2. Chasing Ray tells us about a children's book about Gertrude Stein, Gertrude is Gertrude is Gertrude is Gertrude by Jonah Winter.
3. Bad news in the magazine biz as a major distributor ceases operations.
4. Are the creators of Twitter living in the last Dreamworld?.
5. Three Percent is getting angry about funding cuts.
6. Will Self ponders W. G. Sebald.
7. Let xkcd explain the mysterious base system. Funny.
8. Like many a Long Island kid, I grew up listening to Jackie Martling on Bob Buchmann's morning show on WBAB. He was always terrible, but in a really good way.
9. My old boss's boss Walter Isaacson has written a rather surprising article about micropayments for online content, and he's on Jon Stewart right now speaking about this same proposal. There may be long-term possibilities here, and I like it that Isaacson is thinking outside the box. However, his proposal lacks immediate appeal, especially since online advertising remains a perfectly viable support system for many content websites. If Isaacson thinks this idea is ready to take off right now, I think he may be reading too many books by Bruce Judson (but that's an inside Pathfinder joke).
10. Saturday night's benefit for humanitarian aid in Gaza at McNally Jackson was a surprisingly moving event, featuring readings from Mary Morris, Wesley Brown, Alix Kates Shulman, Elizabeth Strout, Dawn Raffel, Melody Moezzi, Beverly Gologorsky, Chuck Wachtel, Leora Skolkin-Smith, Robert Reilly, Jan Clausen, Barbara Schneider and Humerea Afridi, and I was proud to be a part of it. I also heard an exciting update from organizer Leora Skolkin-Smith (reading, below), whose novel Edges: O Israel O Palestine will soon begin film production in (remarkably enough) Jerusalem and Jordan. Tools of change? We can hope.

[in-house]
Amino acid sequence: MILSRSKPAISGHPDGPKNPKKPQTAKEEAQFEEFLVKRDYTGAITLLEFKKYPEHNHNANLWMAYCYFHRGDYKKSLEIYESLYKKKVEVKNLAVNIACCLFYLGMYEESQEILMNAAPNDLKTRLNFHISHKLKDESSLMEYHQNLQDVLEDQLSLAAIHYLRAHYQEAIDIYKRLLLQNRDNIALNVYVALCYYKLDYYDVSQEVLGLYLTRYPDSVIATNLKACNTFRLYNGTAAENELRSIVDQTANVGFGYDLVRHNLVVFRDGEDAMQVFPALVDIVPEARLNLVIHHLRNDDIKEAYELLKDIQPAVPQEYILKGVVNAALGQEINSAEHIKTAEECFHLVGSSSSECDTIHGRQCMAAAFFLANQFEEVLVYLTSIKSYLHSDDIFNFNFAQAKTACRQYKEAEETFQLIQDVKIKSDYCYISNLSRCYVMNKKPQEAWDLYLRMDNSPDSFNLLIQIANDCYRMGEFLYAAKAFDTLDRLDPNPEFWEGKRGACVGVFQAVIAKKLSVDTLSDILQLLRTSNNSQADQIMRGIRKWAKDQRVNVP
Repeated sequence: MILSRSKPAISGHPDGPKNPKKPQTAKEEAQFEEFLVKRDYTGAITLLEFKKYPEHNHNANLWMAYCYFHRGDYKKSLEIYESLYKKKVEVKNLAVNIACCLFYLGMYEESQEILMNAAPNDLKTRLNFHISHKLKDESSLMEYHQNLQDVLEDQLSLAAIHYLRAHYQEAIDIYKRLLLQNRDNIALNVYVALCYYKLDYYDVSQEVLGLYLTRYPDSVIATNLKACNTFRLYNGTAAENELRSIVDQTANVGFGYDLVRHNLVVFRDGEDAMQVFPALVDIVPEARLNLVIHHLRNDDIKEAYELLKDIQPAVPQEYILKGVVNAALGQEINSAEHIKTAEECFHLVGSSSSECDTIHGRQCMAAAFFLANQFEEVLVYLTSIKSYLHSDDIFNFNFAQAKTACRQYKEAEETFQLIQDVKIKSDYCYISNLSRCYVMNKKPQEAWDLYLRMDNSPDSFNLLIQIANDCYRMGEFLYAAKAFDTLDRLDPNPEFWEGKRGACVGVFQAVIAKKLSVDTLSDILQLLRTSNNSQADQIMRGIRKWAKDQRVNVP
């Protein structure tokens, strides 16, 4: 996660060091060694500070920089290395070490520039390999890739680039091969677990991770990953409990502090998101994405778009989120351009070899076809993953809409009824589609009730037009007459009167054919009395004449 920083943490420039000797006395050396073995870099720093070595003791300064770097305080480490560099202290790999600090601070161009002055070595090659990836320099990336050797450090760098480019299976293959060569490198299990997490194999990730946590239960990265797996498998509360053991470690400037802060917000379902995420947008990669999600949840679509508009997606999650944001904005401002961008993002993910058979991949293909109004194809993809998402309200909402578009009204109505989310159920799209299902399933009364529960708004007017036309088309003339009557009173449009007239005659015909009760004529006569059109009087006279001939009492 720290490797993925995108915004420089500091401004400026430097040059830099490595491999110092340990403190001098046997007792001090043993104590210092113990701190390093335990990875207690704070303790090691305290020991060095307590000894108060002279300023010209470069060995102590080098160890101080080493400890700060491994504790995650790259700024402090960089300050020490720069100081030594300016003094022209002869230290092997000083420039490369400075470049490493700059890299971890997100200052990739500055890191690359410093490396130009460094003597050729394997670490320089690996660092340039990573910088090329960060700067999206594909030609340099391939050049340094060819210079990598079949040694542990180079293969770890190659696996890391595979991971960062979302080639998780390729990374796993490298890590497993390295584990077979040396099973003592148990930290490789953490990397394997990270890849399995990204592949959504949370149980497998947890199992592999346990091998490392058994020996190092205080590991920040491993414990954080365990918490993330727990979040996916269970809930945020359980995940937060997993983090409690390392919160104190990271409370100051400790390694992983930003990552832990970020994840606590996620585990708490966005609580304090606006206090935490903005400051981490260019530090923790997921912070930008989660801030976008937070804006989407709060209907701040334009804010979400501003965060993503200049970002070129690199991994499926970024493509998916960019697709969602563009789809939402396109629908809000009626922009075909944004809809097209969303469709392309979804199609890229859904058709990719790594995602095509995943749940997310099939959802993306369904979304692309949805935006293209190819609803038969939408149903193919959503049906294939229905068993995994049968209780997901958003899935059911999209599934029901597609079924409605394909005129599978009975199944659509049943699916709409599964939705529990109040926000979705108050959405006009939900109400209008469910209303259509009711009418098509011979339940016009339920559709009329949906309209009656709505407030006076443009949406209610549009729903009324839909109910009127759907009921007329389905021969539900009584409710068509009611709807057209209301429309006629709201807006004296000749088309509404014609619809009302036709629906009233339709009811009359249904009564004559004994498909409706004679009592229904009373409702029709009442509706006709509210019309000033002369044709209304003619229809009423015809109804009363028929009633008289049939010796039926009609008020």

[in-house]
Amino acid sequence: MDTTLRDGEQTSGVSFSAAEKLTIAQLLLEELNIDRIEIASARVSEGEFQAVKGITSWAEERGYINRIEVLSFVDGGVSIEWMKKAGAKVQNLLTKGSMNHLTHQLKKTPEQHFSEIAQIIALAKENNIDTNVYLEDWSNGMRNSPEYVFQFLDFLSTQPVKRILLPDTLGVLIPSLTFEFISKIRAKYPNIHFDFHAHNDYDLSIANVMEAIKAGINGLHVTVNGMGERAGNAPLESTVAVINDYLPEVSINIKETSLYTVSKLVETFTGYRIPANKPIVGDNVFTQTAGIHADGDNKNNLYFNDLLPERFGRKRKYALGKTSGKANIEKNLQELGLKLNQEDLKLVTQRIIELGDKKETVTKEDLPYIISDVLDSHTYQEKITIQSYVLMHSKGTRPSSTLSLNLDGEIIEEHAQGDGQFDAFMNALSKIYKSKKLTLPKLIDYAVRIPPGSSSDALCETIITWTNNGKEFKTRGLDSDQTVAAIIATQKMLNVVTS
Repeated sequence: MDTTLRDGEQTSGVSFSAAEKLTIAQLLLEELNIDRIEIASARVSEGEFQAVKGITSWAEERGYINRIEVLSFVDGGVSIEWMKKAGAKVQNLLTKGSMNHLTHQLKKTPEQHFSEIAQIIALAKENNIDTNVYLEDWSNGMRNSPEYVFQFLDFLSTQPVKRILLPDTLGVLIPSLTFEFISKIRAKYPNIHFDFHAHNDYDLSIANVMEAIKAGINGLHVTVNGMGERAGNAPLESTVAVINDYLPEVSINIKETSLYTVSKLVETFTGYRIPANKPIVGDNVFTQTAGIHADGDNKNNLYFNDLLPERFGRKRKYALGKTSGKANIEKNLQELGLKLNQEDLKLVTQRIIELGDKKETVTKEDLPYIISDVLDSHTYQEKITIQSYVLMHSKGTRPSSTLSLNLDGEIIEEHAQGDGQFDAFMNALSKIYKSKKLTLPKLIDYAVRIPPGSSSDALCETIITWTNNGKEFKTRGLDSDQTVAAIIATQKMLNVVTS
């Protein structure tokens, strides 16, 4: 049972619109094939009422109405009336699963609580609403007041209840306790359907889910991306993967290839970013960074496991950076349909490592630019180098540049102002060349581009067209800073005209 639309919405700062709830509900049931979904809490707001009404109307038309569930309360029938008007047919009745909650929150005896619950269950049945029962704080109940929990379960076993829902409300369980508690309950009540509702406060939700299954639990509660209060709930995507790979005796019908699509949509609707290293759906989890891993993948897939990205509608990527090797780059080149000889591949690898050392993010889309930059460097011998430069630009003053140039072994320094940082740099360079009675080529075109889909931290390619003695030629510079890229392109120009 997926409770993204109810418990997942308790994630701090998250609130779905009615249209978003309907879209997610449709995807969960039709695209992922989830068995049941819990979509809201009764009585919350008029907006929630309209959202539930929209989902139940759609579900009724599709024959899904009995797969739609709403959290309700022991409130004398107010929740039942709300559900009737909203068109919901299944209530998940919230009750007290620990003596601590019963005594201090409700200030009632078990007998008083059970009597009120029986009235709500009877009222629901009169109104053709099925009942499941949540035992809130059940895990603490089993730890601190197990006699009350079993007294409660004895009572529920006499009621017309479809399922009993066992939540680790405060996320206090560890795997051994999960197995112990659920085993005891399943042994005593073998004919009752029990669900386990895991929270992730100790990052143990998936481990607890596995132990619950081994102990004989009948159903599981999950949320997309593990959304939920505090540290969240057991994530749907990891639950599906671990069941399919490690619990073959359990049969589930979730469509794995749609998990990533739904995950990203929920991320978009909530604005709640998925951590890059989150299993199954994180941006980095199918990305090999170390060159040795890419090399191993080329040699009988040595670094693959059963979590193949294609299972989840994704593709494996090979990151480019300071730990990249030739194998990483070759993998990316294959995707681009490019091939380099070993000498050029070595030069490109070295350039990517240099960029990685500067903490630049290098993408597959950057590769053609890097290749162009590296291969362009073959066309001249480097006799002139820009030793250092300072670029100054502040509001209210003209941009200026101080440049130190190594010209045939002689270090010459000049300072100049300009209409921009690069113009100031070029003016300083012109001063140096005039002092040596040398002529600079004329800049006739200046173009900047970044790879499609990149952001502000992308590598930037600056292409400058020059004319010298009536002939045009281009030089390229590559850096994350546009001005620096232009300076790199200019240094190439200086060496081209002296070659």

I've been reading about various literary film adaptations lately -- Revolutionary Road, The Curious Case of Benjamin Button, The Spirit, even a possible new Great Gatsby directed by Baz Luhrmann. This onslaught caused me to flash back to a vintage Mad Magazine comic (originally published before I was born, but available in countless reprints such as these). Here are the great Harvey Kurtzman and Jack Davis riffing on what happens when a book becomes a movie. First, we see the opening segment from their hypothetical novel:
And here's how the corresponding movie made from the novel starts:
Dash blast the gosh darned blankety heck! It's well known that the Kurtzman-era Mad comics of the 50s were among the high points of 20th Century civilization. As far as I'm concerned, it doesn't get much better than Book! Movie! by Harvey Kurtzman and Jack Davis from Mad #13, July 1954.
1. I recently visited a gallery in downtown New York to see Malcolm McNeill's Ah Pook Is Here, a vast, never-published collaboration with William S. Burroughs. McNeill was a young graphic artist coming up in swinging 1960s London when a magazine called Cyclops asked him to illustrate a comic strip for a Burroughs text called The Unspeakable Mr. Hart. McNeill and Burroughs had never met when this piece was published, but Burroughs sought out the artist who'd captured his uncanny likeness in the work, suggesting they collaborate on an ambitious project called Ah Pook Is Here.
Apparently based on the legend of Ah Puch, the Mayan God of Death, Ah Pook is Here is as inscrutable as any Burroughs text, and features many signature Burroughs tropes -- mob scenes, strange societies, contrasting urban and jungle environments, omnisexual beings. It's a fascinating and attractive work, and I enjoyed chatting with the artist at the show. I asked him what it all meant, and he replied that he found the meaning of the work within his long and happy friendship with the late Burroughs (whose visage seems to appear in various places within the collection's many pieces). Malcolm McNeill, who stresses that he does his work in physical media rather than Photoshop, bristled when I asked which comic artists had inspired him. "I don't see this as comic art," he said, instead citing Hieronymus Bosch and Francis Bacon as key influences. See for yourself at the Saloman Arts Gallery in downtown Manhattan till December 14.